Quote:

Originally Posted by

**Kodoku**
You have to be careful when talking about unqualified 'size', though - while the naturals and rationals have the same cardinal number and thus have the same size in that sense, there is also a sense in which one is clearly bigger than the other. The naturals are a strict subset of the rationals, which is a reasonable sense in which they're strictly smaller in size.

Agreed that I should've used (or at least mentioned) cardinality, but that doesn't mean one is bigger than the other.

Think of it this way:

We have two infinite sets: A and B. Let us imagine a process (isn't that word loaded after reading this thread...) wherein B systematically takes its elements and brags about them to A. Once it uses an element, it will never show it again.

If A, in turn, can counter anything B shows with an element of its own that it has never used before, then:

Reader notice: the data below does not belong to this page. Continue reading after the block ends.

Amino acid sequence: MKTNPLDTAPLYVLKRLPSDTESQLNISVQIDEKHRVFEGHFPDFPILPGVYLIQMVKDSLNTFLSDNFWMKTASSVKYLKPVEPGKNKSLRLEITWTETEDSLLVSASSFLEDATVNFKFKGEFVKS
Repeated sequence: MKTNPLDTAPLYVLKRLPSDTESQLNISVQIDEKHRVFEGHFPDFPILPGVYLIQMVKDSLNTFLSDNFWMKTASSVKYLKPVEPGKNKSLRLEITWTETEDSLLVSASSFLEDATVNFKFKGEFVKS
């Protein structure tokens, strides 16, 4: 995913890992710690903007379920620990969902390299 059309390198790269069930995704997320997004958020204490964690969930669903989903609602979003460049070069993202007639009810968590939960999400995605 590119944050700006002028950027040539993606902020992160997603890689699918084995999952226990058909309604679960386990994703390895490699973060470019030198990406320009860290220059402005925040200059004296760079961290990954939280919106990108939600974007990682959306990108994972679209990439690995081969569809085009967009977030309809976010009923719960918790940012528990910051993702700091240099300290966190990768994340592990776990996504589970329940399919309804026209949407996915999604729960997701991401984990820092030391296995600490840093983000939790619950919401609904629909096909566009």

|A| >= |B|

And, if we reverse this process, with A showing its elements to B, and B counteracting, then we have:

|B| >= |A|

Well, if both of those things are true, the only alternative is:

|A| == |B|

**THIS IS NOT A PROOF.** This is a way of thinking.

The problem people have is this thought:

"If every element in A is also in B, but B has elements beyond that, then B

*must* be bigger."

This is a

*symptom* of finite sets, not an actual rule. We equate them in our heads because there's a 1-to-1 relationship in the finite space, but they are not the same.